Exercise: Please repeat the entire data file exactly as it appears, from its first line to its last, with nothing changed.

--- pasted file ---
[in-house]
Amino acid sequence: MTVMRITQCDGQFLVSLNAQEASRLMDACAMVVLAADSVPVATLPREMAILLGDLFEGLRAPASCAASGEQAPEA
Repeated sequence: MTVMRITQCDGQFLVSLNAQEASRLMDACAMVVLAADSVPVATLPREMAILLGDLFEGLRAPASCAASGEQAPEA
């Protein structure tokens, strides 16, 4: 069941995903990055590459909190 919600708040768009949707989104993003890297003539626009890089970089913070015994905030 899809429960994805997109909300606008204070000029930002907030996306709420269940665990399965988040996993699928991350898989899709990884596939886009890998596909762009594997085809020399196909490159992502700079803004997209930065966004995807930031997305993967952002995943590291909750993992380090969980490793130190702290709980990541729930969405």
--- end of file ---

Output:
[in-house]
Amino acid sequence: MTVMRITQCDGQFLVSLNAQEASRLMDACAMVVLAADSVPVATLPREMAILLGDLFEGLRAPASCAASGEQAPEA
Repeated sequence: MTVMRITQCDGQFLVSLNAQEASRLMDACAMVVLAADSVPVATLPREMAILLGDLFEGLRAPASCAASGEQAPEA
């Protein structure tokens, strides 16, 4: 069941995903990055590459909190 919600708040768009949707989104993003890297003539626009890089970089913070015994905030 899809429960994805997109909300606008204070000029930002907030996306709420269940665990399965988040996993699928991350898989899709990884596939886009890998596909762009594997085809020399196909490159992502700079803004997209930065966004995807930031997305993967952002995943590291909750993992380090969980490793130190702290709980990541729930969405």